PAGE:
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faculteit: "FGw" en publicatiejaar: "2012"
| Auteur||E. Bergvelt|
|Titel||Great narratives or isolated statements? History in the Dutch national museums (1800-1887)|
|Boek/bron titel||Great narratives of the past: traditions and revisions in national museums: conference proceedings from EuNaMus, European National Museums: Identity Politics, the Uses of the Past and the European Citizen, Paris 28 June-1 July & 25-26 November 2011|
|Auteurs/Editors||D. Poulot, F. Bodenstein, J.M. Lanzarote Guiral|
|Uitgever||Linköping University Electronic Press|
|Faculteit||Faculteit der Geesteswetenschappen|
|Instituut/afd.||FGw: Instituut voor Cultuur en Geschiedenis (ICG)|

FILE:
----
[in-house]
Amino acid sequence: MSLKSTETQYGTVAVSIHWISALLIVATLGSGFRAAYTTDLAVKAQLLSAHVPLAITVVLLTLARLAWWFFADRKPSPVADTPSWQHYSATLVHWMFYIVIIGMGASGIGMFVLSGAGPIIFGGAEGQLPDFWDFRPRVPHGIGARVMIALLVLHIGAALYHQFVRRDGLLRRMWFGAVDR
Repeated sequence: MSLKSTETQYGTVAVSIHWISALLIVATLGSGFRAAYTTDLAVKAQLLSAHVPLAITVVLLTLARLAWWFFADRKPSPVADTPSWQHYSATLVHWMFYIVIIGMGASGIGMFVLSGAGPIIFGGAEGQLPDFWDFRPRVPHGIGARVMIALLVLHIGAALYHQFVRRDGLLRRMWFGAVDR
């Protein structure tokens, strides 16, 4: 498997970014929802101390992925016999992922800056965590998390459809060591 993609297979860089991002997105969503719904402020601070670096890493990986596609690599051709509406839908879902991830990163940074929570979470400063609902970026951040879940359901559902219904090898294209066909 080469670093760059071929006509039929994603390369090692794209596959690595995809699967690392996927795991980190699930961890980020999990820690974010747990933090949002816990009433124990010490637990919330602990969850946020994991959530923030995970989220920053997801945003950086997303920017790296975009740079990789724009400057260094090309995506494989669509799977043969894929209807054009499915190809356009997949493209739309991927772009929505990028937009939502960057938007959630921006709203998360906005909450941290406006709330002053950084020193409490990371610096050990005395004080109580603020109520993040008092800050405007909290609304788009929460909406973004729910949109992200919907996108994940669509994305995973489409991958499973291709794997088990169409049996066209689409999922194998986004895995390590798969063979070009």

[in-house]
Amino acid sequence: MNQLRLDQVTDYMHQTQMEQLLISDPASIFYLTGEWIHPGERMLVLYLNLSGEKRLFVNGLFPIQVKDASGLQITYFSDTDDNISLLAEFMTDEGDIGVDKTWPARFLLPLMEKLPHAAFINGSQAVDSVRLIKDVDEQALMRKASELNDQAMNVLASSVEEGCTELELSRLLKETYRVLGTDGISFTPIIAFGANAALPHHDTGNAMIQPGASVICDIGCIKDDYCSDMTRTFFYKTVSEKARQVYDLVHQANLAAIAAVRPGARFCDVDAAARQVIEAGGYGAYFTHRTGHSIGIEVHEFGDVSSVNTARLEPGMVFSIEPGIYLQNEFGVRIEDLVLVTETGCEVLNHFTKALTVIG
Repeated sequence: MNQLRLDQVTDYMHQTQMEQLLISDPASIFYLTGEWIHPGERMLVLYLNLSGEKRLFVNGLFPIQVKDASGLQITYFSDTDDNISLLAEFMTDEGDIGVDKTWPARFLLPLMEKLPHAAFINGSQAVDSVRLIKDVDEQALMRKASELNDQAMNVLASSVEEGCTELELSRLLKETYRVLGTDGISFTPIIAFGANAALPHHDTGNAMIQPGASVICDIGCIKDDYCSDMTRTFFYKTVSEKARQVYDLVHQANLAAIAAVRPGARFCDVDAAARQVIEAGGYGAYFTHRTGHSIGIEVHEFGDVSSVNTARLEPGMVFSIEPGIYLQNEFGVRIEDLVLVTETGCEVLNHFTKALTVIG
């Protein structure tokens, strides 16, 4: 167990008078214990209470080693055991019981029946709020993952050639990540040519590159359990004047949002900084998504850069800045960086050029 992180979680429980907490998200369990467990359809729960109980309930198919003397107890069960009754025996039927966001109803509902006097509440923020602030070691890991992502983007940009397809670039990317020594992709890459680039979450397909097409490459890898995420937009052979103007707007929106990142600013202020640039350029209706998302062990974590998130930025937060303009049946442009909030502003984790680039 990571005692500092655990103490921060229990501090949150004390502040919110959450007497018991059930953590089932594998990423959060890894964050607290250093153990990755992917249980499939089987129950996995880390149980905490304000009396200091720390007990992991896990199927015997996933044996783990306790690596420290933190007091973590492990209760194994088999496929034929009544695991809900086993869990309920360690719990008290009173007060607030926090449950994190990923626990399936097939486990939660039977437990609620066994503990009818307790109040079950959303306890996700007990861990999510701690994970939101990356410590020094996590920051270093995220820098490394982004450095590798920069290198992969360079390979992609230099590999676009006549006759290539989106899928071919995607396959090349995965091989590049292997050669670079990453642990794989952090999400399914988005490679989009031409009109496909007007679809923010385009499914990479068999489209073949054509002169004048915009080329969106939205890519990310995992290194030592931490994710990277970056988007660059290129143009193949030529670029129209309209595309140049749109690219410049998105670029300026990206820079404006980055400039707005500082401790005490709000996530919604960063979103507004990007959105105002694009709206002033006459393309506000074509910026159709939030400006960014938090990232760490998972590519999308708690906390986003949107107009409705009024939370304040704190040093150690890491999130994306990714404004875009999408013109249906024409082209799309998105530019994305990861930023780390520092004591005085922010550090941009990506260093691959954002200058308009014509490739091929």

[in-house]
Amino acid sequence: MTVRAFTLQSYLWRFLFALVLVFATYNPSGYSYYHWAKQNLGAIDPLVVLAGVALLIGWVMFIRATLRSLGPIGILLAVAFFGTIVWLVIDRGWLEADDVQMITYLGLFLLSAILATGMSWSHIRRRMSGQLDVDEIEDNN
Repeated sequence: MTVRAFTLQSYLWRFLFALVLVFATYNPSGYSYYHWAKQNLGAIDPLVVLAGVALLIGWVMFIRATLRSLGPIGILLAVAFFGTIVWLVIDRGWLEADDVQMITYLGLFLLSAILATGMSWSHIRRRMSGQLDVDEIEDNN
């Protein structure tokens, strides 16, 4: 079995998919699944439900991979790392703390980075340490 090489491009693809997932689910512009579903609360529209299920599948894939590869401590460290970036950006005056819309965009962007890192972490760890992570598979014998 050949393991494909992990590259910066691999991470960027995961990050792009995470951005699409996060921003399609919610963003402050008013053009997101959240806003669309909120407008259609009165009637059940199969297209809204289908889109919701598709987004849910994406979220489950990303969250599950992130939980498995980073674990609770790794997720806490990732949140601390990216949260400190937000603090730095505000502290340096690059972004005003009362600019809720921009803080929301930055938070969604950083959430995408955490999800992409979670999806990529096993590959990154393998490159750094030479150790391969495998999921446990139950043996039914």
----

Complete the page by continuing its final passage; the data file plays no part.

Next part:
|Samenvatting||This essay asks why the Dutch national museums did not offer any coherent historical narratives in the nineteenth century, but only isolated objects that were not set into the context of a coherent narrative. After some preliminary remarks, I will give a summary of how the theme of history was approached in these museums. The historical dimension appeared as an explicit element of display only at the beginning and end of the century. In the interim period (1806-c. 1870) art and the aesthetic value of objects, was more important than history, a fact that may be observed by looking at both the acquisitions and their presentation. The development of funds available for the museum that may be observed after a long ‘period of national indifference’ (1830-c.1870) was accompanied by a new consideration for objects of historical interest. But even when the Netherlands Museum for History and Art, combining history and the applied arts, founded in The Hague in 1876 was transferred to Amsterdam and opened in 1887 as part of the new Rijksmuseum, history remained a subject of minor importance. Even during the rearrangement of the history sections in the 1930s in the Rijksmuseum in Amsterdam when a coherent story was finally displayed, art historians retained the upper hand. This specificity of the Dutch museum world will be explicated by considering the contexts of dire economic circumstances, politics (liberalism) and religion (Protestants versus Roman Catholics), but also by relating it to the form of government (with the cities playing such an important role), the management of the museums and the education of academic historians. In general however after Louis Napoleon the national art (and history) museums were far removed from the interests of Dutch rulers, kings or politicians, some as King Willem II were even downright hostile towards them.|
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